If you live in areas where the Zika-spreading Aedes aegypti mosquito is prevalent, you may be wondering what to do to keep your and your family safe.
At a Friday news conference about the first U.S. mosquito-borne transmission of the virus, Dr. Tom Frieden, director of the Centers for Disease Control and Prevention (CDC), recommended daily use of a DEET repellent on exposed skin, wearing long sleeves and pants and staying indoors or in screened areas whenever possible to avoid mosquito bites.
In July, SC Johnson announced a partnership with the Rio Olympics as the first-ever official supplier of insect repellent for the games. The company donated 115,000 units of the repellent to distribute to volunteers, staff, athletes and coaches.
According to a Consumer Reports evaluation, Off! Deepwoods VIII blend, which contains 25 percent DEET, provided “excellent” protection against the Aedes mosquitoes, working for up to eight hours. However, the spray ranked sixth overall in the brand’s bug spray rankings because it only protects against Lyme-spreading deer ticks for 5 hours.
Consumer Reports’ highest-rated repellent was Sawyer Picaridin, which provides eight hours of protection against Aedes mosquitos, and gives 3.5 more hours of deer tick protection.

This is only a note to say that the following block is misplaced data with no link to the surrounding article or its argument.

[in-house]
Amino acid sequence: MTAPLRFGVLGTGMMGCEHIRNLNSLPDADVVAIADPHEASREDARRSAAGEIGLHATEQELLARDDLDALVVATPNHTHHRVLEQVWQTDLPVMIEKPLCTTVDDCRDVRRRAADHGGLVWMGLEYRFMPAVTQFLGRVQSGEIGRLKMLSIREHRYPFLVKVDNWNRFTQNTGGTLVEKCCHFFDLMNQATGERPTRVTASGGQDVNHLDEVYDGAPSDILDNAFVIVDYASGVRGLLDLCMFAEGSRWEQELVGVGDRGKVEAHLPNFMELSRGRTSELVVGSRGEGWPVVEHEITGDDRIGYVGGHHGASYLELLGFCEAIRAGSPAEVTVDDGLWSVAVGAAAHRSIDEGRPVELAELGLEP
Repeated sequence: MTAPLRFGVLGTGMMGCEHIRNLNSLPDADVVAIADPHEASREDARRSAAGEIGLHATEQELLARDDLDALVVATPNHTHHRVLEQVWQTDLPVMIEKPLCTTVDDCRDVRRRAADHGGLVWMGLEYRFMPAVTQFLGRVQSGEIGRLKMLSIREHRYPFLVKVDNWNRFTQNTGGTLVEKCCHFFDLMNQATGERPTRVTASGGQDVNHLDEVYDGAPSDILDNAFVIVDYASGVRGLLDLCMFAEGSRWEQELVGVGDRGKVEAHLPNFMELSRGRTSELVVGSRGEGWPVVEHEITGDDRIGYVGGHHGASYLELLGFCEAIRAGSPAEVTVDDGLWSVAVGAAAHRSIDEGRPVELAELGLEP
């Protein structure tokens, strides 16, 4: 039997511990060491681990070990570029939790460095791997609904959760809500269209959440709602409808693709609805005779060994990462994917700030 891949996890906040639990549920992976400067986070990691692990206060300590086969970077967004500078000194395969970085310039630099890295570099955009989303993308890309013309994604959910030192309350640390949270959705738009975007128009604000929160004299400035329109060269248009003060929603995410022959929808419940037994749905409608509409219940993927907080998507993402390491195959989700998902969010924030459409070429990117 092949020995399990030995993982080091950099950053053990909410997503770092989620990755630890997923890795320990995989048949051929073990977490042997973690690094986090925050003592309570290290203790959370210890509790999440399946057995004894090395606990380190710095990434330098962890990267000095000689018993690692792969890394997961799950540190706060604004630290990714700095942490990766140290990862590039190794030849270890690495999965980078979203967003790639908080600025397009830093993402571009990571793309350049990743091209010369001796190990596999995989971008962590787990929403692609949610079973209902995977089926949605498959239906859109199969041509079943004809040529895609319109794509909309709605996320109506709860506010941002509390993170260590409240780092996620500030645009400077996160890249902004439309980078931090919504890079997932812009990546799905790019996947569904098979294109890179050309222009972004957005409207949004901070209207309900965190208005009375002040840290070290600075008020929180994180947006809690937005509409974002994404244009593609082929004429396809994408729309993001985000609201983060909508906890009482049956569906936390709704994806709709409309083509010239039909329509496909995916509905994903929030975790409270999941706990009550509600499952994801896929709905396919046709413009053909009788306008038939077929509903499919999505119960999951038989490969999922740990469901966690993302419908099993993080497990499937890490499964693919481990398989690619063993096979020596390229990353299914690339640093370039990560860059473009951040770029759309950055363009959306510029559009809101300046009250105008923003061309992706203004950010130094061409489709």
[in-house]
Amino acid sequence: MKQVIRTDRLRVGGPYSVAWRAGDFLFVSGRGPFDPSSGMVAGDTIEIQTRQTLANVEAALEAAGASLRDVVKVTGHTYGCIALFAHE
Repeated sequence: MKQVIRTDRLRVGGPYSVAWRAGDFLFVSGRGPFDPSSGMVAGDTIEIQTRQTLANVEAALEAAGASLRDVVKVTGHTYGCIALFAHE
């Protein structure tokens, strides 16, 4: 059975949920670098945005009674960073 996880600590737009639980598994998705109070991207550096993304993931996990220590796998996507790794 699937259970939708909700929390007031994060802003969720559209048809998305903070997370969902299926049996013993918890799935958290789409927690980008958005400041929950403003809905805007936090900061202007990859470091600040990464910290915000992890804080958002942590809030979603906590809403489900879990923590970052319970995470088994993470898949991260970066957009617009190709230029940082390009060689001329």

The brand also recommended the following with “excellent” ratings:
· Ben's 30% Deet Tick & Insect Wilderness Formula
· Repel Lemon Eucalyptus
· Repel Scented Family
For those looking to avoid chemicals, such as DEET, essential oils are an option.
“Essential oils are a really great way to keep mosquitoes away that could be carrying the Zika virus because they’re natural, toxin free and they smell really great,” Lara Riggio, owner of The Lara Touch Wellness Center in New York, and an eastern healing and essential oils expert, told FoxNews.com. “It’s super easy: Get a three ounce bottle so you can actually travel with it, [and] fill it halfway with water and halfway with witch hazel.”
Riggio recommends adding 10 to 15 drops of citronella, eucalyptus, or tea tree oil to water, shaking it up and spraying it all over.
The Zika virus has infected 1,658 individuals in the U.S.